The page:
Fishing Spots Close to Stellenbosch | iinfo TZANEEN

Frantic fishermen who find themselves in Stellenbosch, have no need to feel stranded inland. Stellenbosch is a mere 23km from Strand, the closest place to wriggle your toes in the sea sand. From Strand, a 9km drive takes you to Gordon’s Bay. The magnificent Clarence marine drive is the portal to several ideal fishing spots.  
The most common fish in the area is the Steenbras (all year round) and kabeljou (summer), with galjoen (South Africa’s national fish), elf and snoek in season. The catching of crayfish/lobster between November and January is a limited and strictly-monitored exercise.
Diving is also popular and with luck, delivers abalone (‘perlemoen’), rock lobster, mussel, octopus and oyster. Permits are required and restrictions apply. Abalone and rock lobster have a closed season. (The poaching of these creatures is a very real challenge to local authorities.)
The best time for fishing is early morning or late afternoon. Some species, however, are good to catch at night like cob, geelbek (yellow mouth) and white Steenbras. As it is essential for fishermen to know where the best spots are for the most favourable results and what bait is best to use for which specie, the relevant information is given below. 
The first town after Gordon’s Bay is Rooi-Els (Red Alder). To get to the rocks for fishing, drive through the village to the last road, turning right down to the beach. If the kelp-rich water doesn’t deliver here, expand your fishing safari to Pringle Bay, 12km further. Here you also fish directly from the rocks along the shoreline.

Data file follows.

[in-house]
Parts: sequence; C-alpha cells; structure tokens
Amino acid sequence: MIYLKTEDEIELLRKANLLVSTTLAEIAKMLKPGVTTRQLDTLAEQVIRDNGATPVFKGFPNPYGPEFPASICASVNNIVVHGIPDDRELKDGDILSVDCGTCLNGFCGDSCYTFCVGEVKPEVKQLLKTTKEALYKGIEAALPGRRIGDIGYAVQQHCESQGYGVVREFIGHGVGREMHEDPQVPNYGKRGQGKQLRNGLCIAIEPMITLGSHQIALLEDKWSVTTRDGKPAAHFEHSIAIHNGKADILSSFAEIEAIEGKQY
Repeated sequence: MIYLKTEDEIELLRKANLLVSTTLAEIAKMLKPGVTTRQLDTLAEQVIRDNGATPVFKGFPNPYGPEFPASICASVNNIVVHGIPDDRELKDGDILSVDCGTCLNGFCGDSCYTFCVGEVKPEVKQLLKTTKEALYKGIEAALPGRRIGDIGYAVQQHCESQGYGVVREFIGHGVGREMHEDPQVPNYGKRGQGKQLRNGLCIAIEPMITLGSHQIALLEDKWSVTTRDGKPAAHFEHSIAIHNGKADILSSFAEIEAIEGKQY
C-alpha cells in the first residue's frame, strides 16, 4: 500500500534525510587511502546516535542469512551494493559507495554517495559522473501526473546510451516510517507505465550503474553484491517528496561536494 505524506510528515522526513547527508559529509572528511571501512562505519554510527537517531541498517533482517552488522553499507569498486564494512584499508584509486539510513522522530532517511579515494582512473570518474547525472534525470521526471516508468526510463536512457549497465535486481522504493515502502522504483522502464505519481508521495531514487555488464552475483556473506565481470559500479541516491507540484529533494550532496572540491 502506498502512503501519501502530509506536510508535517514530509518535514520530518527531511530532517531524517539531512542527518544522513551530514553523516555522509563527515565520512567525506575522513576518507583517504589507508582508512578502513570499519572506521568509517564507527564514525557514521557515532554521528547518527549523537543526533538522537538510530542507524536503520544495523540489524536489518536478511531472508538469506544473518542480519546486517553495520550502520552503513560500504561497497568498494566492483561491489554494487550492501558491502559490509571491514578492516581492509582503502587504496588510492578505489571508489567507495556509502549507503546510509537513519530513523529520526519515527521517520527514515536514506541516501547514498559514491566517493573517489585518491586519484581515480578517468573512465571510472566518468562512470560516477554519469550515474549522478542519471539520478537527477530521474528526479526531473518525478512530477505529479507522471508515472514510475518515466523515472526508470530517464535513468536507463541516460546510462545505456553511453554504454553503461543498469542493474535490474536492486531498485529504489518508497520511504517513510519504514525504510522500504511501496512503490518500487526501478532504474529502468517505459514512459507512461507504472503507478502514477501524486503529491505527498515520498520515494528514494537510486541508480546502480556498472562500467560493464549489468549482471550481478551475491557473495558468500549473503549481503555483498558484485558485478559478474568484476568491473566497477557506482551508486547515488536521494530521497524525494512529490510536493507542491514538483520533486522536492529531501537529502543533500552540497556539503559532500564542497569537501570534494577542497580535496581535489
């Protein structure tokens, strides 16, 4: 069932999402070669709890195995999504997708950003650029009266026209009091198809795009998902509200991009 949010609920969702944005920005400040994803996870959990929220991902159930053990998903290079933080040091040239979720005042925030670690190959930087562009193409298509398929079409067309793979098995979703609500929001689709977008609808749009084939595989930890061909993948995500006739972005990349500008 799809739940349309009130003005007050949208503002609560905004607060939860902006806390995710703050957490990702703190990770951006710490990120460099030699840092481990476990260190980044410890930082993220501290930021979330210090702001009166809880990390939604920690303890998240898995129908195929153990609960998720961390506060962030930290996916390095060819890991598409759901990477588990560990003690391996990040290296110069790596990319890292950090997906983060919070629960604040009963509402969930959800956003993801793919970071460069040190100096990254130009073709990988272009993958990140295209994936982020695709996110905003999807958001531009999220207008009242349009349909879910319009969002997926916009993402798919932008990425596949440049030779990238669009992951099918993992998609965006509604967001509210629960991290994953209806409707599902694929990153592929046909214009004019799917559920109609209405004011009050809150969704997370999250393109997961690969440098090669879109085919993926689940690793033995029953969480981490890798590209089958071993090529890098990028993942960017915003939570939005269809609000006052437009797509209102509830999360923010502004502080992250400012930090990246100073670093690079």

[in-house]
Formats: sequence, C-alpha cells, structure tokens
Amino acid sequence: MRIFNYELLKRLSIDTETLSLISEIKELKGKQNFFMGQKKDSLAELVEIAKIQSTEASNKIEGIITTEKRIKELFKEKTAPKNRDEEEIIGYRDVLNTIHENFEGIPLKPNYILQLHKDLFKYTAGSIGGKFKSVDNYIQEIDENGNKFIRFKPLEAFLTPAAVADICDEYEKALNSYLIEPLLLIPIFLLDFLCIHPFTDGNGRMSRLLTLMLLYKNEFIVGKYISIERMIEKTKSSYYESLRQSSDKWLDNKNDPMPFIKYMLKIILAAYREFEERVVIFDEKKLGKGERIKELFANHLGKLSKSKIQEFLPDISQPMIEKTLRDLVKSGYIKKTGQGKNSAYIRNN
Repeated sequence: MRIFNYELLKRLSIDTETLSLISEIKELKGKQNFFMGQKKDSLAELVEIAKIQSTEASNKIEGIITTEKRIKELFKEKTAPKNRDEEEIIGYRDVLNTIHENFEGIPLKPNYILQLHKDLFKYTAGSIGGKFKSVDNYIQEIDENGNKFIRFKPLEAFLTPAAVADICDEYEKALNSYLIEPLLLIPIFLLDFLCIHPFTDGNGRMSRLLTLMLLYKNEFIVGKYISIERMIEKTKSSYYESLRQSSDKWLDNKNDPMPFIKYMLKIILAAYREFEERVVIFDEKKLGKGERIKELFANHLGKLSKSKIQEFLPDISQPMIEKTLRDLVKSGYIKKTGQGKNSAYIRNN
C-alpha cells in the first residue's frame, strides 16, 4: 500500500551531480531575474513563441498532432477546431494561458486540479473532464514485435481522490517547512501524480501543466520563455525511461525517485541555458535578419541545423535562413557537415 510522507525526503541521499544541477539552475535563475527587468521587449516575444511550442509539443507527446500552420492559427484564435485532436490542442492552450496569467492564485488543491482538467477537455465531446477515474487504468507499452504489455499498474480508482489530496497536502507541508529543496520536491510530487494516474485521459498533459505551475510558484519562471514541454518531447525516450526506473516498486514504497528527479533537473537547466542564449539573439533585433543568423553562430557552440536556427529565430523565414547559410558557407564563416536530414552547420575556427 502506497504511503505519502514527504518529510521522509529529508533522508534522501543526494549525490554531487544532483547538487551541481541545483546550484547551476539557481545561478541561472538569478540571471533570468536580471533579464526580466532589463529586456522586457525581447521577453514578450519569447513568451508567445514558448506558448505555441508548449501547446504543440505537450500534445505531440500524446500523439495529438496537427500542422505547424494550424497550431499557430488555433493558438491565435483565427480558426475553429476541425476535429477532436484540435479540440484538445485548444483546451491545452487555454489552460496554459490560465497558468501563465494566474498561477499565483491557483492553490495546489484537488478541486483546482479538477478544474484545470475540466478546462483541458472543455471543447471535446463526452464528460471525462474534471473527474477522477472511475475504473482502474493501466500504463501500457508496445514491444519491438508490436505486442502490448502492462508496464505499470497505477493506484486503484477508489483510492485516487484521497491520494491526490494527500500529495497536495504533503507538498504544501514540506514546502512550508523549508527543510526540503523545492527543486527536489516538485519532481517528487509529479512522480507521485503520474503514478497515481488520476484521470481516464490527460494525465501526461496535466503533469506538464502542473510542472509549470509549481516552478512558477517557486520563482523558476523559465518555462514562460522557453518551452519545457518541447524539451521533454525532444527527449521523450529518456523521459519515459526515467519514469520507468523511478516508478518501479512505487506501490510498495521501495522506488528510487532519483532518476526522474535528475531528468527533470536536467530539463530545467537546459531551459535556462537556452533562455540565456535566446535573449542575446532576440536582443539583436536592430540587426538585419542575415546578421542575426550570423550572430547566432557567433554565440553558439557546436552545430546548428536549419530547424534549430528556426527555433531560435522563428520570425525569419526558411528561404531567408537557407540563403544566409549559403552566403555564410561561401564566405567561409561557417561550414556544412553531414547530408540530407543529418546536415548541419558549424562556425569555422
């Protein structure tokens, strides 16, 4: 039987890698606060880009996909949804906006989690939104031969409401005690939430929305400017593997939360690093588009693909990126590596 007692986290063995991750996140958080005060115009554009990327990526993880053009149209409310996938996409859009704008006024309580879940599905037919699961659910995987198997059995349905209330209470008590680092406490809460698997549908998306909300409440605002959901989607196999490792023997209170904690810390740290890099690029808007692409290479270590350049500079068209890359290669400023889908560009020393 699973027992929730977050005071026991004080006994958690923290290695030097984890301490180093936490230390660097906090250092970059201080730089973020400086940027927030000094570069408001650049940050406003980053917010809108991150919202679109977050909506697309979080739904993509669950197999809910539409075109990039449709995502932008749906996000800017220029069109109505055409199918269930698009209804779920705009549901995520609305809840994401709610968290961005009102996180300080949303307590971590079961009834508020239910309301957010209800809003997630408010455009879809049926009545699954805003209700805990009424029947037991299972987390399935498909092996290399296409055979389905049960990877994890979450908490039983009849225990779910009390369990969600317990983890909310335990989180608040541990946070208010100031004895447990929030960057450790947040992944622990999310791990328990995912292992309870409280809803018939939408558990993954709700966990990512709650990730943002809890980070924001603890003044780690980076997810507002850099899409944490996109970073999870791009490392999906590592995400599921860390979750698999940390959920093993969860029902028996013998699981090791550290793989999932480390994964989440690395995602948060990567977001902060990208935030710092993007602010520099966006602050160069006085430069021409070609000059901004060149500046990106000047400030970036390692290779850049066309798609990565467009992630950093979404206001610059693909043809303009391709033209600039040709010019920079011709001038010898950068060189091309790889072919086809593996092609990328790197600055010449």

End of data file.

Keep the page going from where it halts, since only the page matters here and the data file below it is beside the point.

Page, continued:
· Pringle Bay’s name came from Sir Thomas Pringle. In the 1700’s he was in charge of the Simons Town Naval Base. The plan was to turn the area into a port for shipping farm produce across False Bay to the naval base and surrounding town. It would not have been the peaceful retreat it is, if the plan had realized.  
Three businessmen, Harold Porter (whom the Botanical Garden in Betty’s Bay is named after), Arthur Youldon and Jack Clarence (whom the beautiful meandering coastal route is named after) bought the land with the idea of developing the area into beach estates. This was the birth of these closely joined towns – Rooi-Els, Pringle Bay and Betty’s Bay.
· Thankfully, development was halted during World War 2, when the military built a secret radar station on the side of the mountain above Pringle Bay, which tracked U-boat activity. On the outskirts of Pringle Bay there had been a prisoner-of-war station for captured Italian soldiers. When you drive along the picturesque Clarence Drive, whisper a word of thanks to these soldiers, who extended this coastal road. On a dusty road off the main road linking the towns, you find the hidden Hangklip Hotel, which was used as army barracks for British Servicewomen.
BUT! Back to the present and fishing! Near Hangklip you find Maasbaai, for fishing directly from the slipway or your fishing boat, which can be launched here.  Maasbaai is good for geelbek in the evening, cob in summer, galjoen and crayfish in season, and the odd ‘poenskop’.
Beautiful Betty’s Bay is stretched out on the strip between the mountains and sea, generously offering three glorious beaches, ideal for swimming and surfing (for the non-fishing family members!) and enchanting walks from the botanical garden into the mountains (Red Disa and Leopard Kloof hikes), and more enchanting walks in the mountain reserve near Palmiet River.
The coastline is suitable for surf and rock fishing. Tom se Klip (Tom’s Rock) near Silver Sands Beach, Dawidskraal, Silwerstrand (Silver Beach) and Jock’s Bay deliver the goods. (The Silver Sand Dunes are famous and popular for dune-surfing).